When I began searching for colleges during my senior year I was overwhelmed. There are so many choices it was hard to decide where I wanted to go. My initial decision was to attend Adrian College where I was recruited to play hockey. Upon being recruited I was quick to make that my choice. However when I look back at that decision, it reflected my want to continue playing hockey and not my educational goals. I decided to transfer and found Northern Michigan University. The educational opportunities fit perfectly with my goals and not only would I be able to continue playing hockey but the geography of the area would fuel my passion for the outdoors. Therefore the advise I would have given myself would be to decide based on your educational goals. There are so many schools out there, there is one that can provide you the education you seek and everything else as well. Also take your time. By all means try to find the right school as soon as you can, but there is no shame in transfering or taking a year off. You are not stuck with your first choice.
Date now; apparently guys don?t grow up in college. Don?t be so nervous on the first day. Never bring your backpack into the bookstore, they don?t like that. Take it easy your first semester, only take twelve credits. You?ll do fine with sixteen but your stress levels will be off the charts. Online classes aren?t for you. Come to terms with the fact that it?s going to take you five years if you plan to double major. Textbook requirements can change two days before class starts. NMU can rearrange your schedule without notification, and when ordering textbooks online for the bookstore if they are out of used books they will send and charge you for a new one. You?re not going to lose your ideals if you start wearing makeup. Don?t bother taking HS102, you won?t like it. Everyone calls the library the LRC. The best study hall is in Jamrich, the orange couch is the comfiest. Stop being shy. Raise your hand and participate, you?ll get more out of it that way. Just remember, when you get frustrated or stressed, just take deep breathes, you'll be fine.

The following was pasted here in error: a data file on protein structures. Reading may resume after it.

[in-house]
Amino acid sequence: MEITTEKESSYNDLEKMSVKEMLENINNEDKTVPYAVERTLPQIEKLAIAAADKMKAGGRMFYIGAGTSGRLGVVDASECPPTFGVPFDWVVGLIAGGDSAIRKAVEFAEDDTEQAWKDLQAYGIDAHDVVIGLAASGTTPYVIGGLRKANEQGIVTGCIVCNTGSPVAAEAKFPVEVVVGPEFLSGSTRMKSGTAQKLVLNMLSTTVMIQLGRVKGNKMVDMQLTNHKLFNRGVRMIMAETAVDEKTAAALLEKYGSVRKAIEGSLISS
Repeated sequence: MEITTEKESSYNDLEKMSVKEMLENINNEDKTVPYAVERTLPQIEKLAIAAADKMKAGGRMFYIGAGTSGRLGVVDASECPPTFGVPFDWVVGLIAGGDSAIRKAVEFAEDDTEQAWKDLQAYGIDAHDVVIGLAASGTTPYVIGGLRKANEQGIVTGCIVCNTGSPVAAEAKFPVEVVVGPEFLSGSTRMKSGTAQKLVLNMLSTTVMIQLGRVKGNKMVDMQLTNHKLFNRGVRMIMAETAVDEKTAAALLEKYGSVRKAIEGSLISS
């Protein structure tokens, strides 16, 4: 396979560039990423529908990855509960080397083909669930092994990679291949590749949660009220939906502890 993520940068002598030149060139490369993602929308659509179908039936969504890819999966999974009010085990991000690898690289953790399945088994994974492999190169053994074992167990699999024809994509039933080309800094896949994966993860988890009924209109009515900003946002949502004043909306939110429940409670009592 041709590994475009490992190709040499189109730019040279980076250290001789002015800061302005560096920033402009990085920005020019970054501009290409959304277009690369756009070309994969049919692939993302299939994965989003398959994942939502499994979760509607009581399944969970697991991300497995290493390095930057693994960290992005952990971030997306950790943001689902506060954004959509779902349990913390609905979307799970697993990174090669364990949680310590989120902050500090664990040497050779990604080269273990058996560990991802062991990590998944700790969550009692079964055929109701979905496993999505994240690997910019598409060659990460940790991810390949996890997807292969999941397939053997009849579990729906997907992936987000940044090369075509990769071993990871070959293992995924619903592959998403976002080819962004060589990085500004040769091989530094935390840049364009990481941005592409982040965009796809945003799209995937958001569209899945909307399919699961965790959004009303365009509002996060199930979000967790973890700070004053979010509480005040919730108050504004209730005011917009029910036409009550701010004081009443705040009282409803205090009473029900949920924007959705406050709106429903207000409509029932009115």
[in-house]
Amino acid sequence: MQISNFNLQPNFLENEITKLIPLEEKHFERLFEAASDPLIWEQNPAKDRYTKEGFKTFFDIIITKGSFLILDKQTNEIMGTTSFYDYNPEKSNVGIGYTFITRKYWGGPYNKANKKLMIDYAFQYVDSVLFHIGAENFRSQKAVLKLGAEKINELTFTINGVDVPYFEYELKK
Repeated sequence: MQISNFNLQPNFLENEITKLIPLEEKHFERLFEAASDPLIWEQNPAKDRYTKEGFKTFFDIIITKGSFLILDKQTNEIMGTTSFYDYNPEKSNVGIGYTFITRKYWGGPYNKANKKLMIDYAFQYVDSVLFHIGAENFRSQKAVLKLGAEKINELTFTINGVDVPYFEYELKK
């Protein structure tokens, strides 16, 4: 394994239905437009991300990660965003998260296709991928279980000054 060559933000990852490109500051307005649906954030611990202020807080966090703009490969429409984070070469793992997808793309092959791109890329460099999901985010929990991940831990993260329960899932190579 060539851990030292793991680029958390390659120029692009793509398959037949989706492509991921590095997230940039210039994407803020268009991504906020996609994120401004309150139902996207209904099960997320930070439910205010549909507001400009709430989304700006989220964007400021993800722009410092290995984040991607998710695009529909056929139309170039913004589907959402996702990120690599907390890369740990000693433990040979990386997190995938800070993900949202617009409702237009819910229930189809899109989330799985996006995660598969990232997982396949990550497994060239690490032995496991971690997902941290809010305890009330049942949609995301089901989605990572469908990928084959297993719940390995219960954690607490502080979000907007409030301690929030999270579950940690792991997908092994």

I was raised in a very small town, the type of place where everyone knows everyone else, and chances are you will get caught up at the grocery store talking to a friend you have not seen in awhile. Needless to say I have always been extremely sheltered. Attending college was the first time I had ever felt a true sense of adulthood and responsibility. I was hours away from home and living on my own, without my parents' guidance at my fingertips as it had always been when I was growing up. Being away at college made me realize that I was either going to fly or fall all on my own, there was no longer anyone there to pick me up and dust me off when things were rough. This thought terrified me, but it also liberated me at the same time. I think every young person has to come to the conclusion for themselves that there comes a point when they will need to support themselves and take responsibility for their actions. For some people that happens when they start their first job or own their first car. I learned that lesson by going to college.